9. Thank for this tidbit! I will incorporate this into my playing when I get my 6'er... That's right. You reaffirmed my initial decision to get a 6 string. Thank you.
     
  10. In a band setting mostly just for chords and tapping. But I recently went back to playing 5 string and funny thing is every single part I wrote on my 7 string (f#-c) I can play on my 5. I might have to droptune the b for some songs but I never used the high c above the 12 fret with the band. In that range the g string has more body imo and I didn't use the highest notes on the high c that i can't get on the g string at all. It was a fun adventure playing the 7 and I definetly don't regret it but I probably won't buy another 6 or 7 in the future.
     
  11. Dash Lashes

    Dash Lashes Inactive

    Feb 20, 2015
    Whenever I play melodies, such as Taylor Swift's Shake It Off, I believe the high C string is essential in getting into her register w/o going up to super high frets.

    The 6 string felt more open as in; a lot of possibilities, when I picked one up after years on a 4.
     
  12. Jon Moody

    Jon Moody Commercial User

    Sep 9, 2007
    Kalamazoo, MI
    Manager of Brand Identity & Development, GHS Strings, Innovation Double Bass Strings, Rocktron
    Without rehashing a lot of what's already been said, I use the C string on my 6 more as a way to have more octaves across the fretboard instead of shifting up and down. Ergonomics was a very big part of my education when I was taking upright bass lessons, so to have that much more options available immediately is nice. Plus, my "home base" as it were is usually at the 5th fret, so it works out really, really well.
     
    raventepes likes this.
  13. Thomas Kievit

    Thomas Kievit Guest

    May 19, 2012
    You coud do some nice solo's with it. Two hand tapping, bass sweeping, maybe some slap 'n pop.

    One of my favorite 6 string bass players is Franck Hermanny from the France Progressive Metal band Adagio. He played 6 string basses exclusively for years and now plays a 7 string bass as well. He does some amazing stuff with it. Here some examples :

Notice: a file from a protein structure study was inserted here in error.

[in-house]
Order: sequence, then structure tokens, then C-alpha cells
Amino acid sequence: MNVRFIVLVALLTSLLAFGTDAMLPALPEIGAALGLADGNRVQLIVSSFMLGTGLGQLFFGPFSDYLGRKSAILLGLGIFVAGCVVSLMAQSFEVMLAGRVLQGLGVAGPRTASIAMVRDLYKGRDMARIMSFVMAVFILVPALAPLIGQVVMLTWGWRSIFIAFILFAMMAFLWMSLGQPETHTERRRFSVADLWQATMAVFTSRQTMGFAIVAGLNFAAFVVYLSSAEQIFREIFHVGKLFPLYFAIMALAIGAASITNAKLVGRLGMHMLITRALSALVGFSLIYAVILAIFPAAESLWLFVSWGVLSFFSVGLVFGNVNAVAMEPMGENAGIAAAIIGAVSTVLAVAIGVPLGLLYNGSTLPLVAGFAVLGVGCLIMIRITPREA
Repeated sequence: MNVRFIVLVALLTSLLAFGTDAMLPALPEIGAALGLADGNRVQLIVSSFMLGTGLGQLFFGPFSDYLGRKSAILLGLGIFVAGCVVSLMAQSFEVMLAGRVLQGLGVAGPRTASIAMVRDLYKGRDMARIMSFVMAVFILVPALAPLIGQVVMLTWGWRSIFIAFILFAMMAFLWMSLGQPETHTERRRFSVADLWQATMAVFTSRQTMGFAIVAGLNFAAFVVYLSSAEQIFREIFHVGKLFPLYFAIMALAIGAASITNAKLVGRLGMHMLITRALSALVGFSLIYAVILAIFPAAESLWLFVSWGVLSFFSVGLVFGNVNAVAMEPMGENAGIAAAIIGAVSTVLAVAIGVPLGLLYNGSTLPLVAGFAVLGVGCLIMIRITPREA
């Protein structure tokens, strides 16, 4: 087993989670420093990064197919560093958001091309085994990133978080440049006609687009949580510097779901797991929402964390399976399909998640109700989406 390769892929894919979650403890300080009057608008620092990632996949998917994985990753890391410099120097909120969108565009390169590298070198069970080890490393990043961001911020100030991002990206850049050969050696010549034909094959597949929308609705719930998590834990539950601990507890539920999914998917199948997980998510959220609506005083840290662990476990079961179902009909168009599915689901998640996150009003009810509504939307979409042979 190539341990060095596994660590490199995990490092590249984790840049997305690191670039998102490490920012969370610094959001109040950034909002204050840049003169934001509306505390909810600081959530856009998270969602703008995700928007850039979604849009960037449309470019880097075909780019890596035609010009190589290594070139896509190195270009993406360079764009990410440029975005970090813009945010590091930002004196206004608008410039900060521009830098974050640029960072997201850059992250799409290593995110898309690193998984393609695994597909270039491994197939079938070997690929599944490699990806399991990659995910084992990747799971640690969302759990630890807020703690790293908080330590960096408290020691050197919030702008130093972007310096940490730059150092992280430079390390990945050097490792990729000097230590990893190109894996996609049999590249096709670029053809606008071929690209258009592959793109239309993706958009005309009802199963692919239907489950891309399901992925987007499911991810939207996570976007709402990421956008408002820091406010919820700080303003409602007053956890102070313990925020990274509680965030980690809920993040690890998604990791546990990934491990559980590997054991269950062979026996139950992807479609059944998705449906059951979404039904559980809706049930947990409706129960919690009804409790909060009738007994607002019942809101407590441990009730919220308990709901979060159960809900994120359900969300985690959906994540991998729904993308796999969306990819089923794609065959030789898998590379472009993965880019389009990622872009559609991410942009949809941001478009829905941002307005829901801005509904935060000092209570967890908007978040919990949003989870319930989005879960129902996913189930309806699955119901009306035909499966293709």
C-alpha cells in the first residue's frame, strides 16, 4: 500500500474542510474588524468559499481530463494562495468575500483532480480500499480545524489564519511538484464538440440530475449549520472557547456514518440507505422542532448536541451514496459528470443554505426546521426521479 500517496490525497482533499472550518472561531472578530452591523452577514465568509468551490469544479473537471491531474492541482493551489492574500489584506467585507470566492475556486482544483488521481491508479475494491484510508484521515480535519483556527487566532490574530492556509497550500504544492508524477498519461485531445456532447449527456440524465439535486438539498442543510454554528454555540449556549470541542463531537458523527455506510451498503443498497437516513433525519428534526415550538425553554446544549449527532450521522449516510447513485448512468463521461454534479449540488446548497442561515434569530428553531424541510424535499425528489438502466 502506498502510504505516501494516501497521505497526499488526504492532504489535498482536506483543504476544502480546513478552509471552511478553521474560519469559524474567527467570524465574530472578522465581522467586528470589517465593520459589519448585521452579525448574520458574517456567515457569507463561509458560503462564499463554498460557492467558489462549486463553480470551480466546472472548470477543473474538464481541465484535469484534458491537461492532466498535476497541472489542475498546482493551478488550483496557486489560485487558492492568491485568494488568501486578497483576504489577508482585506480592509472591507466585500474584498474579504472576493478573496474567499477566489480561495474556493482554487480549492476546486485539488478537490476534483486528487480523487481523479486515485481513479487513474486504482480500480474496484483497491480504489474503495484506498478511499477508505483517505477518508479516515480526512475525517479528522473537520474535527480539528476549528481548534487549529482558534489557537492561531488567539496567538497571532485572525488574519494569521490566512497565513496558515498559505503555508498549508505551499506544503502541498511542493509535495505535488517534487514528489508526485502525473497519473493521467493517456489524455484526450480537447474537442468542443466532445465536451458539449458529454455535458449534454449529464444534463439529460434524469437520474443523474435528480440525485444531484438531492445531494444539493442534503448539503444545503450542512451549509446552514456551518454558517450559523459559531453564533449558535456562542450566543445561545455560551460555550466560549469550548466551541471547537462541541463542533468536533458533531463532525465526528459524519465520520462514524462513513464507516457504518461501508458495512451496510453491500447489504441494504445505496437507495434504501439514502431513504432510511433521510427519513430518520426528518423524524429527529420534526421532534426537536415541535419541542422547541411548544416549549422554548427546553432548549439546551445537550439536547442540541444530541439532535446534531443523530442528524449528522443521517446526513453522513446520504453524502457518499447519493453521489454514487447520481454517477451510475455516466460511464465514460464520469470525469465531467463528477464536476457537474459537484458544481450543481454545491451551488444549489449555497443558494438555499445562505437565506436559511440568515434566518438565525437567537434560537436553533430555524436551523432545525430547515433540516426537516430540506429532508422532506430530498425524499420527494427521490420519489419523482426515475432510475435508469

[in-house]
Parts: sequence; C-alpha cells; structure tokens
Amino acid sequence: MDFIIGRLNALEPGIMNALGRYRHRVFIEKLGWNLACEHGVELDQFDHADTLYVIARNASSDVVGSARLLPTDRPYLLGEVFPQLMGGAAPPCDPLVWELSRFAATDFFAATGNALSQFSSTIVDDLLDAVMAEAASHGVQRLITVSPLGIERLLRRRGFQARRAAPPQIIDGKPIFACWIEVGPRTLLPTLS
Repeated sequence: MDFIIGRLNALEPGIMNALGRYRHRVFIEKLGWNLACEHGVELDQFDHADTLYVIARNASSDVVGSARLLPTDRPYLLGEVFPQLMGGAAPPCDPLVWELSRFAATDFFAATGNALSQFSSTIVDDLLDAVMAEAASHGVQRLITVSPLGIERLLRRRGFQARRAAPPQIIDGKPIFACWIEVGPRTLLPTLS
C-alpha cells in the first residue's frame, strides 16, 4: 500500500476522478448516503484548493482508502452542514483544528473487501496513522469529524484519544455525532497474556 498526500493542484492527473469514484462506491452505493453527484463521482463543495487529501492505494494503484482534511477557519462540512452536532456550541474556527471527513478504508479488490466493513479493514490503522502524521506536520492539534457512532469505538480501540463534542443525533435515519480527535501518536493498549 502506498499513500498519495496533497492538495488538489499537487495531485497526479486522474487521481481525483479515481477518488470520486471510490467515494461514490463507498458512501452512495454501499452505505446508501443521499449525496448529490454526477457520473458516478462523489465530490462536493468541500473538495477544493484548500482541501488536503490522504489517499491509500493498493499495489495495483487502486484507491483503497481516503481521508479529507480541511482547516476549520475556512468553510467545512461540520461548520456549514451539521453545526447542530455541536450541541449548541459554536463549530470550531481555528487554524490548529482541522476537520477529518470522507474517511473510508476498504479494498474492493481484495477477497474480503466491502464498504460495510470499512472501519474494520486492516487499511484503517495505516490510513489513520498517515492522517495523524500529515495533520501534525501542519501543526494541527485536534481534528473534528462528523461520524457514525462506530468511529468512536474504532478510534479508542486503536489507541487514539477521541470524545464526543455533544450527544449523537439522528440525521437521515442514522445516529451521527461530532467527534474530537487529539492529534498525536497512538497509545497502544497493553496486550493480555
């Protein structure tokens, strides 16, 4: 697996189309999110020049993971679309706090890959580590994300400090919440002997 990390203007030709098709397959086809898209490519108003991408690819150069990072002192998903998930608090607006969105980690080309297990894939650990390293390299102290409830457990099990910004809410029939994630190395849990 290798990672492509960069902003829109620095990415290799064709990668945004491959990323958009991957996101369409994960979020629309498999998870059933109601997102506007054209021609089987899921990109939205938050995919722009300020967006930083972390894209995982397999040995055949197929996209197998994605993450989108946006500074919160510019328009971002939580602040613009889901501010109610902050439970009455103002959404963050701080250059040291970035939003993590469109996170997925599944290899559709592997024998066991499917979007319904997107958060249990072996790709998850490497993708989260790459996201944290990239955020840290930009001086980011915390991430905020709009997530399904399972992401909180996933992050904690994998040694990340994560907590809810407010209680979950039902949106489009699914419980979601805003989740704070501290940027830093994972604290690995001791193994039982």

*Bass solo The Mirror Stage



    *Bass solo From My Sleep To Someone Else



    And some example from his Double instruction DVD's



     
    Matthew_84 and soupofthedave like this.
  14. J Gold

    J Gold Supporting Member

    Jun 7, 2011
    Houston,TX
    I play 6 in an original heavy metal band. For me, the C is mostly used when I'm playing chords/arpeggios under a guitar solo. Or when I'm doubling a specific riff in unison or an octave under the guitar.
     
    gebass6 likes this.
  15. The only way I would move to a 6 string, is if I was adding another string below my B.
     
    static0verdrive likes this.
  16. I do a lot of jazz work so I typically solo on every tune and play a lot of chords. I use the C all the time. I've played six strings in rock bands before and never used the C much outside of some odd chordal part.
     
  17. OP: If you want to go beyond relegating the C string to chords/tapping/solos, I'd recommend checking out the Australian band Karnivool. Bassist Jon Stockman uses a Warwick 6'er and utilizes the C string frequently. Check out songs such as: Umbra, All I Know, Simple Boy, Goliath, Eidolon. Massive tone, superb player.
     
  18. I think a lot depends on the music and how much space you have to move around. Playing metal, unless you are doing runs with the guitars, the C is not really used much. The same goes for R&B, Country, Classic Rock, or any other genre where you mostly maintain a root structured bass line. However, in any walking bass line context, that C comes in handy. It is also handy for double stops or root/chord style lines. But, for 80-90% of the bass role, it will be unused.
     
  19. tsheldon

    tsheldon

    Jun 20, 2005
    Western New York
    As a 6 string player exclusively for the last 20 years there has definitely been times I've wanted a 5 when playing in cover bands. When there's 8+ players on stage including multiple guitars and keyboards, horn section, etc. there's not much space up there.

    Jazz gigs and trio stuff? That's where I'd feel naked without the C string.
     
  20. rtav

    rtav Millionaire Stuntman, Half-Jackalope

    Dec 12, 2008
    Chicago, IL
    Wow - I use C quite a bit.

    It saves me time from having to run "up" the fingerboard quite as much as I would without it. It's great when chording or doing fills and you want a quick something thrown in. The few covers we play use it (all but 1).
     
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    Primary TB Assistant